At times of economic shocks, stock markets tend to overreact as investors hate uncertainty. As such, movements across the markets in the near term will continue to be driven by macro-economic fundamentals, decisions by central banks and geopolitical developments. Eventually, when there is less uncertainty on the inflation front, for example, or hopefully more positive news emerging from the Ukraine conflict, market sentiment will be somewhat different to what it is today.

However, one would also expect that when such a scenario materialises, the share prices of the fundamentally strong companies that are being penalised today would be at much higher levels. This is why the most successful investors continue to maintain that the best time for investing is during periods of economic recession.

Rizzo, Farrugia & Co. (Stockbrokers) Ltd, ‘Rizzo Farrugia’, is a member of the Malta Stock Exchange and licensed by the Malta Financial Services Authority. This report has been prepared in accordance with legal requirements. It has not been disclosed to the company/s herein mentioned before its publication. It is based on public information only and is published solely for informational purposes and is not to be construed as a solicitation or an offer to buy or sell any securities or related financial instruments. The author and other relevant persons may not trade in the securities to which this report relates (other than executing unsolicited client orders) until such time as the recipients of this report have had a reasonable opportunity to act thereon. Rizzo Farrugia, its directors, the author of this report, other employees or Rizzo Farrugia on behalf of its clients, have holdings in the securities herein mentioned and may at any time make purchases and/or sales in them as principal or agent, and may also have other business relationships with the company/s. Stock markets are volatile and subject to fluctuations which cannot be reasonably foreseen. Past performance is not necessarily indicative of future results. Neither Rizzo Farrugia, nor any of its directors or employees accept any liability for any loss or damage arising out of the use of all or any part thereof and no representation or warranty is provided in respect of the reliability of the information contained in this report.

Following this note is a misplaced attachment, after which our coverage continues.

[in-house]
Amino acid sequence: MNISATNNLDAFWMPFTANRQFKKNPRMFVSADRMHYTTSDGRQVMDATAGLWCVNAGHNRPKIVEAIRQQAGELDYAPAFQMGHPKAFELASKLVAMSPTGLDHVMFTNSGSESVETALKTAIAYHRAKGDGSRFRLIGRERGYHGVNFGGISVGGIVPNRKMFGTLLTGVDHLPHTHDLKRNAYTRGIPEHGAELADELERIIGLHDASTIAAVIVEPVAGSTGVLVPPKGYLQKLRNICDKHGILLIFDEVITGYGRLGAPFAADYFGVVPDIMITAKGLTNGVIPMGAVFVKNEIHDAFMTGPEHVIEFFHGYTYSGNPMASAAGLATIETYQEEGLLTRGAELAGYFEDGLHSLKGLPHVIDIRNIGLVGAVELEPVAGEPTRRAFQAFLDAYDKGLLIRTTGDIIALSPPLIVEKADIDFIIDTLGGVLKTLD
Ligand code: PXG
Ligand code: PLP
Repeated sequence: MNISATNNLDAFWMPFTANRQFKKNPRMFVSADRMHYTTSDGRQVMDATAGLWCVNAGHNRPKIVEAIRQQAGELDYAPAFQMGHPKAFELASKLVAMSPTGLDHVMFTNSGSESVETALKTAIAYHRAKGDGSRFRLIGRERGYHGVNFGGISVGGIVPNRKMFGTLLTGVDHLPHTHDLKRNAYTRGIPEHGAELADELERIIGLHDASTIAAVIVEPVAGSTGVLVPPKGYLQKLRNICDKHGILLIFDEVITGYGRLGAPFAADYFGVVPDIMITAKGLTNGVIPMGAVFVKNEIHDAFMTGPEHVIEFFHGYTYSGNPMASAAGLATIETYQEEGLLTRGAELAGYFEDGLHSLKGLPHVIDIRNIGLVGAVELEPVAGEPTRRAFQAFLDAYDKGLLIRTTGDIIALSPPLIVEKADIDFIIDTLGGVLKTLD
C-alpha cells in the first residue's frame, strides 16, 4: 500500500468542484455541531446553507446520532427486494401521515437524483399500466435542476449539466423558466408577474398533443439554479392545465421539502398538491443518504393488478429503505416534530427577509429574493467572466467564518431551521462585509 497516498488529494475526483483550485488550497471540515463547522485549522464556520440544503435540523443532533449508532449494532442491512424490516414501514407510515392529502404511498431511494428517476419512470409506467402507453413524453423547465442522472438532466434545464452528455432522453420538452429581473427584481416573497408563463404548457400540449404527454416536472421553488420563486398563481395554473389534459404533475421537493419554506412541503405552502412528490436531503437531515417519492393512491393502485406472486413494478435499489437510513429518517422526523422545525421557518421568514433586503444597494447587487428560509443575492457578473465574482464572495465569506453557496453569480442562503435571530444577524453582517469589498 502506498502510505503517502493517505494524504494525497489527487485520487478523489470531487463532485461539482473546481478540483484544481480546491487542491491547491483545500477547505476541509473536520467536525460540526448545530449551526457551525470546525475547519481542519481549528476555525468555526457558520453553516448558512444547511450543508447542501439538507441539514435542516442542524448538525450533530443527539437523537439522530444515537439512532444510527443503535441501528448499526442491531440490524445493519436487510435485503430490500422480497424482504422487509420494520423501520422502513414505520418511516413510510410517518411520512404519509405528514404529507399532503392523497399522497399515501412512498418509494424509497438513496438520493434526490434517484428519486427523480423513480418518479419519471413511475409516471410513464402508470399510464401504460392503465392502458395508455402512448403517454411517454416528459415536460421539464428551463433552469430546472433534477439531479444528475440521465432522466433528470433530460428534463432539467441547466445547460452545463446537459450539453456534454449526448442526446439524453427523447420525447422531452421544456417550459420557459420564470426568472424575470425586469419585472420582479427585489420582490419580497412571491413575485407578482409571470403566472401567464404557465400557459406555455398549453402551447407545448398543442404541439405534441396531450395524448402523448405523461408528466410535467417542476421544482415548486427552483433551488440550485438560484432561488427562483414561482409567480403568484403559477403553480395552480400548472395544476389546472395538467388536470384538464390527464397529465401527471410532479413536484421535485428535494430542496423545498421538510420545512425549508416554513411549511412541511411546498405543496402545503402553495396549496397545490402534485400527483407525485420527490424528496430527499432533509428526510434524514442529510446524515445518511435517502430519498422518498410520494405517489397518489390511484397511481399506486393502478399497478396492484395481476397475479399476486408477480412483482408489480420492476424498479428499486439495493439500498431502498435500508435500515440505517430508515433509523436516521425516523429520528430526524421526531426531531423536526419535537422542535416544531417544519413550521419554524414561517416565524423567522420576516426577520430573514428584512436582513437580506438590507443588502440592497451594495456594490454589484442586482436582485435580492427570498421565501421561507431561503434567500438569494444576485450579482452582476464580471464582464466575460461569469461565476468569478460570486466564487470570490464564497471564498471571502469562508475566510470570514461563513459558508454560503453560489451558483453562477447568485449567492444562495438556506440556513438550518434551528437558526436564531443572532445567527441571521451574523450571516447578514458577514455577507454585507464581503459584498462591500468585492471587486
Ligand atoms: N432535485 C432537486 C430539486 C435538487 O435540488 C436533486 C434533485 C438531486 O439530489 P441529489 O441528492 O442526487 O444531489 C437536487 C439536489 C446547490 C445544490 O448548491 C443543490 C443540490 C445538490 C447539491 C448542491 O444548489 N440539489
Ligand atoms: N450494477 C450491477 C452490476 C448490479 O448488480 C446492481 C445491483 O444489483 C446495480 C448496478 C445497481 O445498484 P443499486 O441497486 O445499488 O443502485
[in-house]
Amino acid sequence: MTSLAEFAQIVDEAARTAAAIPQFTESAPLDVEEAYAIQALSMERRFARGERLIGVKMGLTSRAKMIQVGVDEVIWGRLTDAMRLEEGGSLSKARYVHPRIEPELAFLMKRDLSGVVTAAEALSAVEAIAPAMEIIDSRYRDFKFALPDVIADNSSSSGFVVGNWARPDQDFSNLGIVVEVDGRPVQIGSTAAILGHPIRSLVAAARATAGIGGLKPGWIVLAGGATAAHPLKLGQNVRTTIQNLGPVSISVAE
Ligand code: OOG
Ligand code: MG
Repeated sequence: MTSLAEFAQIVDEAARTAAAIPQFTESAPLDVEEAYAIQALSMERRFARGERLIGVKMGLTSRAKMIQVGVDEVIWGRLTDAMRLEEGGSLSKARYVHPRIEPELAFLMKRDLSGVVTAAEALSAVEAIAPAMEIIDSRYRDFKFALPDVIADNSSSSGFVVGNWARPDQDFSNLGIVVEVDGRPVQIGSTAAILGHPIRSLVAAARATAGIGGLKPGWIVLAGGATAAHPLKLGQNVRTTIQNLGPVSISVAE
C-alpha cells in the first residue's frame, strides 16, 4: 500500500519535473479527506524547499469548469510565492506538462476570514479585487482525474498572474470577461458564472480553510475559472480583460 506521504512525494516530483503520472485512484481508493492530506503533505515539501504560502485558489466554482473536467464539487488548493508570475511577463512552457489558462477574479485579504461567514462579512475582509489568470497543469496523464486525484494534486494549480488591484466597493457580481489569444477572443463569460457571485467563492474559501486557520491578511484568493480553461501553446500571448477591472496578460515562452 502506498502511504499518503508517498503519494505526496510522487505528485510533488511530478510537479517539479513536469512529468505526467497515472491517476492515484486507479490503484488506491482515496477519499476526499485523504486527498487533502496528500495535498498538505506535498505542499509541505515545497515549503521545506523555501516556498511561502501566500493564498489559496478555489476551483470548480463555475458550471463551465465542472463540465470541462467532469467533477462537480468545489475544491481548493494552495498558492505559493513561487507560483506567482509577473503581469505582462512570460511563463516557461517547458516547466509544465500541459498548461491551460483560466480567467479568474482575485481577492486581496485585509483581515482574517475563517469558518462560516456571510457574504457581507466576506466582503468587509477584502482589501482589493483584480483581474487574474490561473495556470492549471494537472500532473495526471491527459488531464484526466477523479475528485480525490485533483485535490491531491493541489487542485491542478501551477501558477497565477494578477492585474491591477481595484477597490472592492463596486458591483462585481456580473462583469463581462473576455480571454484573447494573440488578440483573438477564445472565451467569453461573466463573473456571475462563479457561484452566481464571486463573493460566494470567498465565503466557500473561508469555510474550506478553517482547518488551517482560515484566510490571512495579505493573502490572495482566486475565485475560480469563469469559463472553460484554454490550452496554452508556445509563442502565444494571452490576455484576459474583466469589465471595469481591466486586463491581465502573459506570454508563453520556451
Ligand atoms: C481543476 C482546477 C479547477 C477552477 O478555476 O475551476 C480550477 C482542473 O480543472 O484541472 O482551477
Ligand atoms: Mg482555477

© 2022 Rizzo, Farrugia & Co. (Stockbrokers) Ltd. All rights reserved.